Joseph E. Ferrell III said he turned to cocaine after his wife died.

Their home at 421 Morton St. eventually turned into a crack house, where Detroit men would sit at a table and sell drugs, and people would come in and out of the house all day, almost every day.

Before Ferrell’s wife died, he never used crack, he said. They were married 11 years and she succumbed to a massive heart attack three years ago.

Ferrell, 54, who has since been nicknamed “Skip” by the drug crowd, took the witness stand yesterday in the trial of Bennie M. “Money” Tabb of Detroit.

Tabb is the first to stand trial of 28 alleged cocaine dealers from Detroit arrested in February on multiple charges related to alleged crack dealing.

Ferrell testified that he took in a woman off the streets who was a user, and that is how he became hooked on the illegal drug.

At first he would go to a known drug house at 922 Carson St. called “the Clubhouse” to buy his crack cocaine, and it took him 10 to 15 purchases through another person before the owner would allow him inside, he said.

The Clubhouse was run by Gerald J. “Geronimo,” Crosby, who is one of the 28 charged.

Several alleged Detroit dealers, whom Ferrell identified as James “O.Z.” Moses, Anthony “Panama” Neal, Frenzado “Kill” Snow, Tabb and Marcos “Loco” Ferriera, eventually approached him about selling crack from his house, he testified.

He said Money pulled a gun and threatened him once when he refused.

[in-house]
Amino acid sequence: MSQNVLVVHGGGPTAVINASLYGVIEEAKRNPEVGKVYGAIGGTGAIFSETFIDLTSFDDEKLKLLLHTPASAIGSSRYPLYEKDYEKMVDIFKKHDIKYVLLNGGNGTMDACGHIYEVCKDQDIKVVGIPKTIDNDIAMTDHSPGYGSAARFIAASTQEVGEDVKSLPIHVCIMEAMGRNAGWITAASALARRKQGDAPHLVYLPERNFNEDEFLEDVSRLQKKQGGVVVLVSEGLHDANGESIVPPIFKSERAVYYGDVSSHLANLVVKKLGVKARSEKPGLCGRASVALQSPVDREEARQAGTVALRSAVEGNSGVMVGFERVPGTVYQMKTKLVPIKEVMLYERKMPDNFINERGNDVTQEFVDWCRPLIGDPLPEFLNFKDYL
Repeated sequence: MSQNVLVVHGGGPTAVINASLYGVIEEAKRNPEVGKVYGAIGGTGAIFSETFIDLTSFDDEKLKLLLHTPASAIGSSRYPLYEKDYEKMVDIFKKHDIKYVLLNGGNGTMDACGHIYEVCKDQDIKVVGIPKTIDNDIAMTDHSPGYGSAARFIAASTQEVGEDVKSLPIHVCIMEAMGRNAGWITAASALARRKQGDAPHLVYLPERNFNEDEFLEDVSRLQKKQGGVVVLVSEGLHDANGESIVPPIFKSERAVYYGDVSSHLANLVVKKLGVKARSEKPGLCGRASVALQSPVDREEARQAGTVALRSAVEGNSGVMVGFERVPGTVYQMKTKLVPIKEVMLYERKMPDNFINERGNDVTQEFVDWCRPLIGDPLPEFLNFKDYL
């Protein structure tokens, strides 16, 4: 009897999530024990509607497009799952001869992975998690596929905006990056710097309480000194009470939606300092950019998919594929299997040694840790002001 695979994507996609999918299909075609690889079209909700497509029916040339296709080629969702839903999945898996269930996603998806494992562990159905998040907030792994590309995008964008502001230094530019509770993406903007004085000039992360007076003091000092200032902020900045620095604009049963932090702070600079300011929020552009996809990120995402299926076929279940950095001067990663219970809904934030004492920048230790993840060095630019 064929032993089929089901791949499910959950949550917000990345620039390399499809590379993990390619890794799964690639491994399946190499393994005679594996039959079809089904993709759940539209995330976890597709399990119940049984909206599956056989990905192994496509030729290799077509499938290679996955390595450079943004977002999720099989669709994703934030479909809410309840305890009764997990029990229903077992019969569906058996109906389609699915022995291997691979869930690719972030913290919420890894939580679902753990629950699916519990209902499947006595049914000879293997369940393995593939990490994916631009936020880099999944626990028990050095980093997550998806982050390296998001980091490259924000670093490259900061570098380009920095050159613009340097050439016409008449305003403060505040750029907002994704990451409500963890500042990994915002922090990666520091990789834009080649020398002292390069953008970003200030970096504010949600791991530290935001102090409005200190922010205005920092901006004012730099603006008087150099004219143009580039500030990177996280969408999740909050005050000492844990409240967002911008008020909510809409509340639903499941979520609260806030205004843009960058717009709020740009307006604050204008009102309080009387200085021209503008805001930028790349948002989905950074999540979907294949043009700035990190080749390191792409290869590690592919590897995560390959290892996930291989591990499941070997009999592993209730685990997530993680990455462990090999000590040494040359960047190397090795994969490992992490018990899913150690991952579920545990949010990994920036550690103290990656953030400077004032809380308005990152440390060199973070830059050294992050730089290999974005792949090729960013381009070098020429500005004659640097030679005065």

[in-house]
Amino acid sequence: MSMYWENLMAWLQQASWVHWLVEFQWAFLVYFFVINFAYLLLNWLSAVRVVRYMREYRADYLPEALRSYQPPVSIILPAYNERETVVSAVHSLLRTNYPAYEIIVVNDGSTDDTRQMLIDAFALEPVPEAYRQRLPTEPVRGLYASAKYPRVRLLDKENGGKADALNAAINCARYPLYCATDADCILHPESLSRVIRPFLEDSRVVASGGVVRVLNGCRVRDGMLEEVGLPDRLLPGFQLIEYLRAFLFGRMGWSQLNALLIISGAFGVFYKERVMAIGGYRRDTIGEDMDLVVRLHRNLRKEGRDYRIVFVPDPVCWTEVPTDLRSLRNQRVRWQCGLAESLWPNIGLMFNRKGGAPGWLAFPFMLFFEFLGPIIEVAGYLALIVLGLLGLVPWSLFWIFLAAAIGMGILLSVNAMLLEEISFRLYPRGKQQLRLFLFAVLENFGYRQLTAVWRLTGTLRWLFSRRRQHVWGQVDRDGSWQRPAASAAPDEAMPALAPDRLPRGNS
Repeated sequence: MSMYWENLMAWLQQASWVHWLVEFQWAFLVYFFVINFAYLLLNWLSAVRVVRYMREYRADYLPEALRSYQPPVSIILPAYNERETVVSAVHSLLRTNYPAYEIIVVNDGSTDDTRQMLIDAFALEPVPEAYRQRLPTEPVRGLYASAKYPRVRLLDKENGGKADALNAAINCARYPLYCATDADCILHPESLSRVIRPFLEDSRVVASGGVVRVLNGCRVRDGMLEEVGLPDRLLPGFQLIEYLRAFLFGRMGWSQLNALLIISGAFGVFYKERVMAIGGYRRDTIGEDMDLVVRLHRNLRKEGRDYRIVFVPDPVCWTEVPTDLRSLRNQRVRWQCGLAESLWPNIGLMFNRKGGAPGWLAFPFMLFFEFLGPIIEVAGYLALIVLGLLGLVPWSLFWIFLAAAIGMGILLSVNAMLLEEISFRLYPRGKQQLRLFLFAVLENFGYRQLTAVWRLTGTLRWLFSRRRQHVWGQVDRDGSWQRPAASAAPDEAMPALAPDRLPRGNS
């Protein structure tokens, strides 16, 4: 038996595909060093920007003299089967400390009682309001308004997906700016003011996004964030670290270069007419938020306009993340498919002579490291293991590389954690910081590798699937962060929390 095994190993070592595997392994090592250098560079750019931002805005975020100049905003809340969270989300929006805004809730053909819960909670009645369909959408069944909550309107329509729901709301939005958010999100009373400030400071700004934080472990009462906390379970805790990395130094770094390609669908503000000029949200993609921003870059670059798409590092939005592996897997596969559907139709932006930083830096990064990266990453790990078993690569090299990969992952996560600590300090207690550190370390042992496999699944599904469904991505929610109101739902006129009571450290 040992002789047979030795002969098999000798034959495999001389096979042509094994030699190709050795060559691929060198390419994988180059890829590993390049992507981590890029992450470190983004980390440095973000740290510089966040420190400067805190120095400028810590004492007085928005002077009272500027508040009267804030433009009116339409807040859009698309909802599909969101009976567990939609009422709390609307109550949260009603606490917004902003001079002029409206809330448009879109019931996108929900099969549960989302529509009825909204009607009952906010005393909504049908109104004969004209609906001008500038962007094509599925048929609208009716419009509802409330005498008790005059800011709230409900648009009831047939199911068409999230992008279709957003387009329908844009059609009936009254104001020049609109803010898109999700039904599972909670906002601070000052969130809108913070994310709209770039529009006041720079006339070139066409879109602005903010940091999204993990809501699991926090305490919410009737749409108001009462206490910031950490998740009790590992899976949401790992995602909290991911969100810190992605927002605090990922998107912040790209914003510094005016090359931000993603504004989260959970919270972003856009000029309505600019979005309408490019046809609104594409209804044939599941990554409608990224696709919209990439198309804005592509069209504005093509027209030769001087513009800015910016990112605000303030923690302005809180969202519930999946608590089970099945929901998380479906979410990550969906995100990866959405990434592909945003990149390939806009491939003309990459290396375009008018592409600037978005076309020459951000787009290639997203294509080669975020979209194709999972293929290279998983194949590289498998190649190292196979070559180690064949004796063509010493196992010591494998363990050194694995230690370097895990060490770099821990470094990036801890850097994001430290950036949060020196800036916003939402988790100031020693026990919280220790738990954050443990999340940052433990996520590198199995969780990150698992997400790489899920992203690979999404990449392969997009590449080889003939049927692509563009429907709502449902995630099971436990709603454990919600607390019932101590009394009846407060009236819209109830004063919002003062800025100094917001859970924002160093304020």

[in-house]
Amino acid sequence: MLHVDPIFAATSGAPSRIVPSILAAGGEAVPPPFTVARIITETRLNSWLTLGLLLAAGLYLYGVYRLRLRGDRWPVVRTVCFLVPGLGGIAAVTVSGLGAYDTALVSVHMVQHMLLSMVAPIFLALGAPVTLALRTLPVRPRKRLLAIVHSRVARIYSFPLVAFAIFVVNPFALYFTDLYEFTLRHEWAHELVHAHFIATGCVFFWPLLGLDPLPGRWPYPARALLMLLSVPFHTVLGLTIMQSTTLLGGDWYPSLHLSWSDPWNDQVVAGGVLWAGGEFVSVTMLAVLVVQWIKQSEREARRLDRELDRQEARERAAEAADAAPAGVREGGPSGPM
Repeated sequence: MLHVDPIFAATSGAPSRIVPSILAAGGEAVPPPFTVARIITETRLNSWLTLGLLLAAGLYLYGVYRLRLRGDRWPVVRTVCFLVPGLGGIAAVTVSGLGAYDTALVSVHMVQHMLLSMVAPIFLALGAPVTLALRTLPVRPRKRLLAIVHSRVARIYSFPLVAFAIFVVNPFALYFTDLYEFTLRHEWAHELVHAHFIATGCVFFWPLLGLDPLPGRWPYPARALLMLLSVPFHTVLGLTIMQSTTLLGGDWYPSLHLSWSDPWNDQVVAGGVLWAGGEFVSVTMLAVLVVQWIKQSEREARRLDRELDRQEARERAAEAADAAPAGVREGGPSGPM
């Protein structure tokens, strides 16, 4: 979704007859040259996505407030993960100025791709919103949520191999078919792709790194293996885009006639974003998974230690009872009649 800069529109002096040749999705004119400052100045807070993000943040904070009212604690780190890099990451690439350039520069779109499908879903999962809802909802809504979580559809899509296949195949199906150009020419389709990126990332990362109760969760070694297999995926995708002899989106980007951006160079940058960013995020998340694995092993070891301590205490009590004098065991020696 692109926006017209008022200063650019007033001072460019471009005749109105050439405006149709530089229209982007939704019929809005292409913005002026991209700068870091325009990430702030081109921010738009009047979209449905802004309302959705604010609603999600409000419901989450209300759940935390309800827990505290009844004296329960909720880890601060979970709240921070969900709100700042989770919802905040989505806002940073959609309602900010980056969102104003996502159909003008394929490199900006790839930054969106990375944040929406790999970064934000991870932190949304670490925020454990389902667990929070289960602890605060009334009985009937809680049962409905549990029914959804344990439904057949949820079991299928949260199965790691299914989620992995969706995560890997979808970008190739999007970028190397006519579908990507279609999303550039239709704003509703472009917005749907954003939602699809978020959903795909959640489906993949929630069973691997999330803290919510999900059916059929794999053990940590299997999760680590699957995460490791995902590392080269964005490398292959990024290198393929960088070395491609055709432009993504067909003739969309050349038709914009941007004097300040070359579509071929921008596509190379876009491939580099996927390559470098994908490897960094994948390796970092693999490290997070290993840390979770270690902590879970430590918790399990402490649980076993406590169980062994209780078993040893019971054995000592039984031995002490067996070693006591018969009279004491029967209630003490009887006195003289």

But as Ferrell’s addiction grew, he relented and allowed the men to sell in exchange for more crack. He said crack would be sold there three or four days a week, and Tabb would primarily sell while sitting sit at a table.

Ferrell said when all of the rocks from a plate were sold, the Detroit dealers would go across the street to a duplex where they lived, “re-up” their supply from Panama, Jasper “Izzo” Neal and Kill, and return to Ferrell’s to sell more.

They sold amounts according to the money customers had.

“It could be a rock, a teener, an eight-ball (3.5 grams), they were all different prices,” he said, adding an eight-ball was cut into 20 rocks.

He said Tabb would sell an eight-ball, cut up, for $300, and that he bought crack from Tabb and would use it and sell it.

Ferrell testified that Panama, Izzo and Kill were getting their crack from Detroit. O.Z. would order it and someone would go get it, he said.

On an average day, 15 to 20 people would be in his house or staying there, he said.

The sellers always had guns in his house while they were selling, he said, and some users would be sent outside to watch for police. Others would stand at the door. Ferrell said the crack business that grew at his house was how he supported himself.

New Castle police, with help from New Castle’s code enforcement, raided Ferrell’s house in June and he was arrested. The house was boarded up and the drug trade moved across the street to a green duplex, where some of the Detroit boys lived, Ferrell said.

He told the jury he has not used cocaine since he was arrested.

Tabb’s attorney, Nick A. Frisk Jr., asked Ferrell if he would change his story if he could prove Tabb was not in New Castle before Jan. 13, 2005.

Ferrell responded that although his memory about time and dates is foggy from cocaine use, he would not change his story.

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